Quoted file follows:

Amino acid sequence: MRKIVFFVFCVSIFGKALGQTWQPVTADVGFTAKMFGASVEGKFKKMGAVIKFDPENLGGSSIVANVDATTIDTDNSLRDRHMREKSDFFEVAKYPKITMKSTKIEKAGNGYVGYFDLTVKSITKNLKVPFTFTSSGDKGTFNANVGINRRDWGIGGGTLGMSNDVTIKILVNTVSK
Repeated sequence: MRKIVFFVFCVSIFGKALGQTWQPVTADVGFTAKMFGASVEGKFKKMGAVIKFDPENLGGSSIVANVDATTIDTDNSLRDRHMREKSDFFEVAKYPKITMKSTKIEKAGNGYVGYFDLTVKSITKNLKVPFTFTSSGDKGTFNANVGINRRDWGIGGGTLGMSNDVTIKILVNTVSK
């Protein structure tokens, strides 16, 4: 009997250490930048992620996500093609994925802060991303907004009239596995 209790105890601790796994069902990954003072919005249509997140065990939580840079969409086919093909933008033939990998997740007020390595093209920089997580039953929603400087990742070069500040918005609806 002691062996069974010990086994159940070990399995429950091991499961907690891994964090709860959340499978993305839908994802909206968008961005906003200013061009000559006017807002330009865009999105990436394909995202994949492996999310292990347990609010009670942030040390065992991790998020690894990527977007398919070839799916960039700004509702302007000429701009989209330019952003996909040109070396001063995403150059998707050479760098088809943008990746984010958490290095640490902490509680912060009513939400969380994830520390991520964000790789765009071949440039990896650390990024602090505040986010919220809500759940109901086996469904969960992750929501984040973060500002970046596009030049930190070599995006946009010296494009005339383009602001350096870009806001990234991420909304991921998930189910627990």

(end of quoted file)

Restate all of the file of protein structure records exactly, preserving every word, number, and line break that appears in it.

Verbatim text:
Amino acid sequence: MRKIVFFVFCVSIFGKALGQTWQPVTADVGFTAKMFGASVEGKFKKMGAVIKFDPENLGGSSIVANVDATTIDTDNSLRDRHMREKSDFFEVAKYPKITMKSTKIEKAGNGYVGYFDLTVKSITKNLKVPFTFTSSGDKGTFNANVGINRRDWGIGGGTLGMSNDVTIKILVNTVSK
Repeated sequence: MRKIVFFVFCVSIFGKALGQTWQPVTADVGFTAKMFGASVEGKFKKMGAVIKFDPENLGGSSIVANVDATTIDTDNSLRDRHMREKSDFFEVAKYPKITMKSTKIEKAGNGYVGYFDLTVKSITKNLKVPFTFTSSGDKGTFNANVGINRRDWGIGGGTLGMSNDVTIKILVNTVSK
């Protein structure tokens, strides 16, 4: 009997250490930048992620996500093609994925802060991303907004009239596995 209790105890601790796994069902990954003072919005249509997140065990939580840079969409086919093909933008033939990998997740007020390595093209920089997580039953929603400087990742070069500040918005609806 002691062996069974010990086994159940070990399995429950091991499961907690891994964090709860959340499978993305839908994802909206968008961005906003200013061009000559006017807002330009865009999105990436394909995202994949492996999310292990347990609010009670942030040390065992991790998020690894990527977007398919070839799916960039700004509702302007000429701009989209330019952003996909040109070396001063995403150059998707050479760098088809943008990746984010958490290095640490902490509680912060009513939400969380994830520390991520964000790789765009071949440039990896650390990024602090505040986010919220809500759940109901086996469904969960992750929501984040973060500002970046596009030049930190070599995006946009010296494009005339383009602001350096870009806001990234991420909304991921998930189910627990």